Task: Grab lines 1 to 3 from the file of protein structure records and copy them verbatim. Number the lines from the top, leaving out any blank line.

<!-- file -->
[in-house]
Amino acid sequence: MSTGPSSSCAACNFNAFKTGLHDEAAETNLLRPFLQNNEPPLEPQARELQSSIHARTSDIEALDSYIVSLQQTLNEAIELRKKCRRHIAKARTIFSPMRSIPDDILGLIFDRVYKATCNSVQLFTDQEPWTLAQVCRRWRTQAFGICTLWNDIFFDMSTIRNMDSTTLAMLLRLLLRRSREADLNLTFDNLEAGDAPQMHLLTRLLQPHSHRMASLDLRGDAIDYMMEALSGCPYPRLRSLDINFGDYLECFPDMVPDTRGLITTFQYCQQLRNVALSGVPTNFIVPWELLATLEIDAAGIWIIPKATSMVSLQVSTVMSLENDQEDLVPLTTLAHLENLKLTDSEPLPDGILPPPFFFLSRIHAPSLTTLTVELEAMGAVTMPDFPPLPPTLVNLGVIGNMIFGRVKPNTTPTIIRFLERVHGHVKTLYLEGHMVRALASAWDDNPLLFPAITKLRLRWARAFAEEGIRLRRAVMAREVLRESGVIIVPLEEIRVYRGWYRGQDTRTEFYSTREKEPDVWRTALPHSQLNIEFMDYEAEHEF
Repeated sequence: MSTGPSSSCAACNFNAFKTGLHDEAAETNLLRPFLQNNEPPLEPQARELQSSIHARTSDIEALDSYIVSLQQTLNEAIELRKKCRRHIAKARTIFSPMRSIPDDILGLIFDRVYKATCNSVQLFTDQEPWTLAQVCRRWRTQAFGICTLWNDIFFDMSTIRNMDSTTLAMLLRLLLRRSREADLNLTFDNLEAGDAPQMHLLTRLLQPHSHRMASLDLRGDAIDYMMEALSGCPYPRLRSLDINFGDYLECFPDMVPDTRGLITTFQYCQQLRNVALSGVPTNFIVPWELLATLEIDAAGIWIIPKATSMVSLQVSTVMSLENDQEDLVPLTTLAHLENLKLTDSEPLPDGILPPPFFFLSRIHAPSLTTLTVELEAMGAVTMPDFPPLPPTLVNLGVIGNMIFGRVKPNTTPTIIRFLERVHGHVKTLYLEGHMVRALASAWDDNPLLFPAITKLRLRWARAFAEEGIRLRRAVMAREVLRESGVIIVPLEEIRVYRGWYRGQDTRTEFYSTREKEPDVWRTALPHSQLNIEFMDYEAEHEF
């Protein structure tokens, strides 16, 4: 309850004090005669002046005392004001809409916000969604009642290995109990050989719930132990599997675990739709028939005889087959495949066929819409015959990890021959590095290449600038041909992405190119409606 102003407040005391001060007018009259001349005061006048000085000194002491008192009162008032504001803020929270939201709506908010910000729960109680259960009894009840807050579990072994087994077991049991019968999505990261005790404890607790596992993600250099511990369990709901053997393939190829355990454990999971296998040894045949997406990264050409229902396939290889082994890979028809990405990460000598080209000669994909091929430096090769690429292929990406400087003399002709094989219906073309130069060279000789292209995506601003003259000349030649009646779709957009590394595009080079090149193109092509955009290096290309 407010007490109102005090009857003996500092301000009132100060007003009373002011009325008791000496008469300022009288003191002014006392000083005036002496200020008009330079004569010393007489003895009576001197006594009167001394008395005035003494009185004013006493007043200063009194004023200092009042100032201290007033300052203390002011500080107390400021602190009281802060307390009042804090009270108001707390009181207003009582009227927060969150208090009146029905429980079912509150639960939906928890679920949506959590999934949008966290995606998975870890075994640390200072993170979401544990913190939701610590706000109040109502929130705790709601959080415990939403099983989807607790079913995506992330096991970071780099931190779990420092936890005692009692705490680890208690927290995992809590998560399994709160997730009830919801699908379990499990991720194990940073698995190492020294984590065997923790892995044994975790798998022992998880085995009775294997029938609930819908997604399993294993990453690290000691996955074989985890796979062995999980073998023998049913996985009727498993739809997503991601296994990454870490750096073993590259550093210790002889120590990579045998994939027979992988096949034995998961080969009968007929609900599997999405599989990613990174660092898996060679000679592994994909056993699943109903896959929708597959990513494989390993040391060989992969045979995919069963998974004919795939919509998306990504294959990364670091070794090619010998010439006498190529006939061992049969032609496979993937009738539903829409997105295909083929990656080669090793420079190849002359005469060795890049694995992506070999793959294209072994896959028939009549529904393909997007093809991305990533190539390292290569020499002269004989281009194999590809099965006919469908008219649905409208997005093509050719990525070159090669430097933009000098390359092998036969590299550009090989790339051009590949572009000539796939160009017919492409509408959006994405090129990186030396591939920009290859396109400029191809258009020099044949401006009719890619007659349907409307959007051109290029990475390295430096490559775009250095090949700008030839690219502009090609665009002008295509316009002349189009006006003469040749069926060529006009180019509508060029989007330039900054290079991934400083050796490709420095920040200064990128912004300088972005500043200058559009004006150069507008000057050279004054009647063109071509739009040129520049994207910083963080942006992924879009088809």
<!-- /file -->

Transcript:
[in-house]
Amino acid sequence: MSTGPSSSCAACNFNAFKTGLHDEAAETNLLRPFLQNNEPPLEPQARELQSSIHARTSDIEALDSYIVSLQQTLNEAIELRKKCRRHIAKARTIFSPMRSIPDDILGLIFDRVYKATCNSVQLFTDQEPWTLAQVCRRWRTQAFGICTLWNDIFFDMSTIRNMDSTTLAMLLRLLLRRSREADLNLTFDNLEAGDAPQMHLLTRLLQPHSHRMASLDLRGDAIDYMMEALSGCPYPRLRSLDINFGDYLECFPDMVPDTRGLITTFQYCQQLRNVALSGVPTNFIVPWELLATLEIDAAGIWIIPKATSMVSLQVSTVMSLENDQEDLVPLTTLAHLENLKLTDSEPLPDGILPPPFFFLSRIHAPSLTTLTVELEAMGAVTMPDFPPLPPTLVNLGVIGNMIFGRVKPNTTPTIIRFLERVHGHVKTLYLEGHMVRALASAWDDNPLLFPAITKLRLRWARAFAEEGIRLRRAVMAREVLRESGVIIVPLEEIRVYRGWYRGQDTRTEFYSTREKEPDVWRTALPHSQLNIEFMDYEAEHEF
Repeated sequence: MSTGPSSSCAACNFNAFKTGLHDEAAETNLLRPFLQNNEPPLEPQARELQSSIHARTSDIEALDSYIVSLQQTLNEAIELRKKCRRHIAKARTIFSPMRSIPDDILGLIFDRVYKATCNSVQLFTDQEPWTLAQVCRRWRTQAFGICTLWNDIFFDMSTIRNMDSTTLAMLLRLLLRRSREADLNLTFDNLEAGDAPQMHLLTRLLQPHSHRMASLDLRGDAIDYMMEALSGCPYPRLRSLDINFGDYLECFPDMVPDTRGLITTFQYCQQLRNVALSGVPTNFIVPWELLATLEIDAAGIWIIPKATSMVSLQVSTVMSLENDQEDLVPLTTLAHLENLKLTDSEPLPDGILPPPFFFLSRIHAPSLTTLTVELEAMGAVTMPDFPPLPPTLVNLGVIGNMIFGRVKPNTTPTIIRFLERVHGHVKTLYLEGHMVRALASAWDDNPLLFPAITKLRLRWARAFAEEGIRLRRAVMAREVLRESGVIIVPLEEIRVYRGWYRGQDTRTEFYSTREKEPDVWRTALPHSQLNIEFMDYEAEHEF